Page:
Director: Brian A. Miller
Cast: Bruce Willis, Thomas Jane, Ambyr Childers, Bryan Greenberg, Johnathon Schaech, Charlotte Kirk
Runtime: 1 hr 33 mins
Rating: NC-16 (Violence and Coarse Language)
Released By: Shaw
Opening Day: 29 January 2015
Synopsis: Julian Michaels (Bruce Willis) has designed the ultimate resort: VICE, where anything goes and the customers can play out their wildest fantasies with artificial inhabitants who look, think and feel like humans. When an artificial (Ambyr Childers) becomes self-aware and escapes, she finds herself caught in the crossfire between Julian's mercenaries and a cop (Thomas Jane) who is hell-bent on shutting down Vice, and stopping the violence once and for all.
Its poster proudly touts it as of the pedigree behind ‘Lone Survivor’ and ‘Escape Plan’, but really what it should be saying is that ‘Vice’ is from the writer and director of ‘The Prince’, which was a D-grade ripoff of ‘Taken’ and one of the worst action movies we’d seen last year. If there was ever such a thing as foolish consistency, then ‘Vice’ is utterly guilty of it. Indeed, its writers Andre Fabrizio and Jeremy Passmore as well as its director Brian A. Miller have not learnt anything from their previous debacle, and this piss-poor attempt at a science-fiction thriller is cause enough for some audiences to turn away from the genre.
The title in fact refers to a pleasure resort, where human-like “artificials” – made up mostly of beautiful women – serve their depraved customers’ most depraved and illegal fantasies, whether raping or killing without any consequence. As an early bad sign, look out for the strip club-like design of the place, which is so unimaginatively designed that it looks like the movie was filmed on a leftover set of 90s sci-fi fare. As another bad sign, look out for how Miller cuts awkwardly between a haggard detective Roy (Thomas Jane) shoving his way into the resort to pick up a suspect for which he had just been granted an arrest warrant and two women (Ambyr Childers and Charlotte Kirk) who are making their way to work on what is ostensibly the last day for the former.
As the story goes, Roy is convinced that the place breeds criminal activity by blurring the line between fantasy and reality. He cannot wait to shut the place down, and he is convinced that his captain is on its owner’s payroll. The latter happens to be an entrepreneur named Julian Michaels (Bruce Willis), which the script depicts as an utterly ineffectual corporate type who does little but stand behind his technicians and engineers in a so-called control room and asks them inane questions when one of his androids becomes self-aware and escapes from his facility. There are no twists and no turns to what comes next – the android named Kelly (Childers) is hunted by Julian’s SWAT-like minions as if he owns the city, and finds some unlikely help in Roy as well as her original designer (Bryan Greenberg).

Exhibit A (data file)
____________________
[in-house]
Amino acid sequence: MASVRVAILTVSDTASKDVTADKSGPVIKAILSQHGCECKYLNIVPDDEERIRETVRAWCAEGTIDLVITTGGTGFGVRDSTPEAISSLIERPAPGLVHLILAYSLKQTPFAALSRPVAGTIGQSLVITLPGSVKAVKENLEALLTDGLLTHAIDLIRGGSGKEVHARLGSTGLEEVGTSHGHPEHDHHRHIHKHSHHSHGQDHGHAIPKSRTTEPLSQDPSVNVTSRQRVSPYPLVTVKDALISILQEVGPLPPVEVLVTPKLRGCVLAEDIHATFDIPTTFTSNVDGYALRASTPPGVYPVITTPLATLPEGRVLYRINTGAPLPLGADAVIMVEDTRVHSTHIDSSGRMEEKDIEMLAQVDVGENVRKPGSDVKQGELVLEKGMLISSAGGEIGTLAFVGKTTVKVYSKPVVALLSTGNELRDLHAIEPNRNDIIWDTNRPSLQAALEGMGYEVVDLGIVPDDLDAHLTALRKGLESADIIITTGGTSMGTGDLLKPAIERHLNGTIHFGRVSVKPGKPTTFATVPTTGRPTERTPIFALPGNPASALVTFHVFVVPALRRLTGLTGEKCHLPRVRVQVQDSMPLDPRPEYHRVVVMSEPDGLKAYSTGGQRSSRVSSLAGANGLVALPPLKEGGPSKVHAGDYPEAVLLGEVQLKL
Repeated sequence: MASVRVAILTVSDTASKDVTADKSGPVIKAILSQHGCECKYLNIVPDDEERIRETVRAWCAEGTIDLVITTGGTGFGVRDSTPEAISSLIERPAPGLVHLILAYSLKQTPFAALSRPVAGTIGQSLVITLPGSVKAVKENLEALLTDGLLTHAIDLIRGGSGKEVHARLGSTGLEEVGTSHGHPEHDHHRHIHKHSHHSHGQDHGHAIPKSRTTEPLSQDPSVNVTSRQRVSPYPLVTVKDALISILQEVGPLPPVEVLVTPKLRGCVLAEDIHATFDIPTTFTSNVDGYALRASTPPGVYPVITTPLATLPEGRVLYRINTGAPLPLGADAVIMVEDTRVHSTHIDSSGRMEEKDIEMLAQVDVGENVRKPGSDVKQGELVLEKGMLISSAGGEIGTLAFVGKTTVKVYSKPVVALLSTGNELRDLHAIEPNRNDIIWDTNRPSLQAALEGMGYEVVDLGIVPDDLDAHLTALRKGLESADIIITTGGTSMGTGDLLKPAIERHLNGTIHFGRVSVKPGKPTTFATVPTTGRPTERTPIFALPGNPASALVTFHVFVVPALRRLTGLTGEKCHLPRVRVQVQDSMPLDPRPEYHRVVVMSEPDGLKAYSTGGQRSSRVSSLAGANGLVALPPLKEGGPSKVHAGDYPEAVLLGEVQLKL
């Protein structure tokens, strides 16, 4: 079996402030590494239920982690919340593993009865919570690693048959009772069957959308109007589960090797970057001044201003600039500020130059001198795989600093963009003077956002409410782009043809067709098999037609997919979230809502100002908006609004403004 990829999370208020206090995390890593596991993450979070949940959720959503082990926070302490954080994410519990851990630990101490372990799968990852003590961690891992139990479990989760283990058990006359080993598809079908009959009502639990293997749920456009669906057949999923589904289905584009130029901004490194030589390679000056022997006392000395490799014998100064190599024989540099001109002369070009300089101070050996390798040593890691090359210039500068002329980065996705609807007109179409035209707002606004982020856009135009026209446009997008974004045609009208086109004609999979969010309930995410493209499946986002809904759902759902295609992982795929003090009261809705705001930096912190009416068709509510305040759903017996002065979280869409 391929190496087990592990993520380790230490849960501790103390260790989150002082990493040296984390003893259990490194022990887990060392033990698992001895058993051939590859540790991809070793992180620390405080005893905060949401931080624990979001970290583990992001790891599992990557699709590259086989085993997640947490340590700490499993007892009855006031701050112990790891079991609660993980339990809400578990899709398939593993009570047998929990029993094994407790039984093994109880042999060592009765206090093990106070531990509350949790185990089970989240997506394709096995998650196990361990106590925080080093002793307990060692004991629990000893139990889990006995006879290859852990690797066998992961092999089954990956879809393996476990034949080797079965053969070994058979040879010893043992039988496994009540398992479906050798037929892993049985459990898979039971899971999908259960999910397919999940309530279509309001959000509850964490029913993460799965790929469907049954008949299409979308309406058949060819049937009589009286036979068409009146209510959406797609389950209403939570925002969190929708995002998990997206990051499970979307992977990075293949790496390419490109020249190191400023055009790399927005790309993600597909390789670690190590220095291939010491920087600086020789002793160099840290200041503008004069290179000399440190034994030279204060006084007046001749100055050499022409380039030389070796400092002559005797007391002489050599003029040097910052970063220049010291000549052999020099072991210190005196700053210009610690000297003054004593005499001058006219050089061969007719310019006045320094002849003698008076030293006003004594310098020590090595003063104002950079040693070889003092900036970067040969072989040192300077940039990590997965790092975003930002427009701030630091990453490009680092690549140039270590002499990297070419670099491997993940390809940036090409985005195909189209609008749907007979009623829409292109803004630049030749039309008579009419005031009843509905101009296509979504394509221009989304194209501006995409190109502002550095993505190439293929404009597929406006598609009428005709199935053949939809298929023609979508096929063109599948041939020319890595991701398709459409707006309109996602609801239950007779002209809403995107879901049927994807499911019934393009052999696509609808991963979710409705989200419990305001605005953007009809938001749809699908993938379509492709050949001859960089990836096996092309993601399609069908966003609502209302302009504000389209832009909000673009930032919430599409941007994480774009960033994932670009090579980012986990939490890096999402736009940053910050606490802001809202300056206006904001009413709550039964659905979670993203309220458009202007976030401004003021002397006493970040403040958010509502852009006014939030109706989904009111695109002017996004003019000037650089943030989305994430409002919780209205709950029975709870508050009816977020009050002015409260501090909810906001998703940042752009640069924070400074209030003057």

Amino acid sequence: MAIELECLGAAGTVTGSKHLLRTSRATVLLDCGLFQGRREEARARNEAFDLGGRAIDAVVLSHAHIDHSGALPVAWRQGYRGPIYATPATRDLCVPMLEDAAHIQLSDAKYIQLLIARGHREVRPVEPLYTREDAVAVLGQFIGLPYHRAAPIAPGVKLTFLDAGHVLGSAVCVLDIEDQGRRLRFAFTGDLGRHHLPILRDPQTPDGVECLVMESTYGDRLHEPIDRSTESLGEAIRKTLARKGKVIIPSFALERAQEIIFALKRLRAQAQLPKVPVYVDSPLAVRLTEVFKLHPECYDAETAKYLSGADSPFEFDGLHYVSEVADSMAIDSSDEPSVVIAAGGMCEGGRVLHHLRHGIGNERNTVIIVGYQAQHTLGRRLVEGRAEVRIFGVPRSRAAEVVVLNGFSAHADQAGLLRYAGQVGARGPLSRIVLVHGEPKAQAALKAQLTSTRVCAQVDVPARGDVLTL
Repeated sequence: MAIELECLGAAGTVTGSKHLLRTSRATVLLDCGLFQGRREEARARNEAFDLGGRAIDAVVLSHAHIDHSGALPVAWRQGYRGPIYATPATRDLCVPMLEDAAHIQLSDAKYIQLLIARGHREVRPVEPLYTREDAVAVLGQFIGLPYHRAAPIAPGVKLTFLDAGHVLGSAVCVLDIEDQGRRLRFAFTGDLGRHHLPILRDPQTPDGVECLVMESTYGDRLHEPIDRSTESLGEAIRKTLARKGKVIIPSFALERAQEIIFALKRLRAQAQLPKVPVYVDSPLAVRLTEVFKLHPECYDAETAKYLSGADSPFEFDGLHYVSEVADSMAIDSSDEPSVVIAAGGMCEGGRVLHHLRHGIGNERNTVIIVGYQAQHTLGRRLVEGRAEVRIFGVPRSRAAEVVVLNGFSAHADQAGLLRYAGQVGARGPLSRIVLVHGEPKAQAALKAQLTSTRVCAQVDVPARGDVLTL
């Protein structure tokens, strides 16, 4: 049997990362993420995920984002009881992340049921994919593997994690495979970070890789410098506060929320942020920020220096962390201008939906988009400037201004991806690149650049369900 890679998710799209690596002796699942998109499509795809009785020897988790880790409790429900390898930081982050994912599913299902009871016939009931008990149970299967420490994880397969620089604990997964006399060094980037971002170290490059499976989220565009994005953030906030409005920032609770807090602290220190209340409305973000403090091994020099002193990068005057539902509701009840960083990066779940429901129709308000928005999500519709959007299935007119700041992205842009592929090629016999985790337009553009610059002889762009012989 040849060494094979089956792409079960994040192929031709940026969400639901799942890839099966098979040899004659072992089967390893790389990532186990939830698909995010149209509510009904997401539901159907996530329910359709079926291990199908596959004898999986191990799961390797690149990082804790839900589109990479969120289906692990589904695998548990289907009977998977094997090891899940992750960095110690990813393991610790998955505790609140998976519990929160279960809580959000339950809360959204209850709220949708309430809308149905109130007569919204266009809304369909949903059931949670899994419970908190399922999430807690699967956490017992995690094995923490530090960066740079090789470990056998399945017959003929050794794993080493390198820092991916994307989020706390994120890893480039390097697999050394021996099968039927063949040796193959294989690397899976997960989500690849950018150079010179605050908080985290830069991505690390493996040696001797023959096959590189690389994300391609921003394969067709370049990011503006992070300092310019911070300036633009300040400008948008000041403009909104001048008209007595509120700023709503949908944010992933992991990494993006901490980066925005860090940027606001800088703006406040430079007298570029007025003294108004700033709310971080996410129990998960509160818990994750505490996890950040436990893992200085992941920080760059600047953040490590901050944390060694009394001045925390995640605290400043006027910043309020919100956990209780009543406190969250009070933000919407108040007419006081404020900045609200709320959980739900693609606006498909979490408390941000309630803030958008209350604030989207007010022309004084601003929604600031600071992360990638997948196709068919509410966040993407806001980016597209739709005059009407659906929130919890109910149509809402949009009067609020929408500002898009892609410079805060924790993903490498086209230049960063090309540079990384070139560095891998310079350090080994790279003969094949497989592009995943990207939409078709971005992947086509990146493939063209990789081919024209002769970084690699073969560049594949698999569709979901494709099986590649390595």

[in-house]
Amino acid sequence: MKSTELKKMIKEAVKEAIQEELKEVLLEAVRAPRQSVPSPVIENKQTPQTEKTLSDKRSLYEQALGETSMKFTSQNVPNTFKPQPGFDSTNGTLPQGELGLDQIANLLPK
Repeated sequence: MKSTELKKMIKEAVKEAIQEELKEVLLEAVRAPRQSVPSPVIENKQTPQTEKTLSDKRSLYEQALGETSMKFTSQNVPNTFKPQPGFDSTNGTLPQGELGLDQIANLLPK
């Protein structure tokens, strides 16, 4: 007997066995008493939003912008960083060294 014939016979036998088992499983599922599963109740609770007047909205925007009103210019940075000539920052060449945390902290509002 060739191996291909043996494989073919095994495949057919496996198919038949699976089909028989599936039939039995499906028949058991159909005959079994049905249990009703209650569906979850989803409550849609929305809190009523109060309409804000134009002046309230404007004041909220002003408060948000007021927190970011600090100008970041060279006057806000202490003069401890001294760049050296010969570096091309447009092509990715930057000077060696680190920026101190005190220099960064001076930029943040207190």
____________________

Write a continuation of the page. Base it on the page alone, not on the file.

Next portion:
One could think of many a sci-fi classic from which scriptwriters Fabrizio and Passmore seem to have ripped off, but certainly the least they could do is to make a decent job out of it. Instead, we get some hint of themes like A.I.- exploitation that are never fully developed, and suggestions of corruption hinted at but never go further than that. The character fare no better, and what we are left with is a generic chase movie that is so poorly filmed it only accentuates the story’s shortcomings. Yes, we know it sounds harsh, but Miller is a hopeless director who can’t seem to shoot a decent action sequence as well as a colour-blind one who covers his muddle of shoot-outs and chases in an inexplicable blue tint – indeed, only such a terribly inept director could imagine Kelly escaping from Vice’s well-armed security detail under hails of machine-gun fire without even a single bullet or scratch.
Of the cast, only Willis seems to put into perspective his motivation for appearing in the movie. Yes, his perennially bored and uninterested look says more than enough about how this – as ‘The Prince’ – was a mere paycheck for him; still, fans of the bald-pated actor should nonetheless lament at how he has sunk to never-before lows. Thomas Jane desperately needs a career revival, and at least seems to try to make the movie better than what it is, but a severely underwritten character renders that moot. And Childers… well, let’s just say that she is well-cast early on when playing the part of the self-unaware android but not so much when her android supposedly wakes up.
There’s no other way to say this – ‘Vice’ is a terrible movie, from idea to concept to execution, an unabashed embarrassment for everyone involved, and a sure-fire contender for the worst film of the year. It is a travesty of the sci-fi genre, a dystopian sci-fi so dull and lifeless that it is truly a sin that it even exists.
(Utterly devoid of any redeeming qualities, this bargain basement sci-fi thriller will surely be one of your worst films of the year if you allow yourself to see it)
Review by Gabriel Chong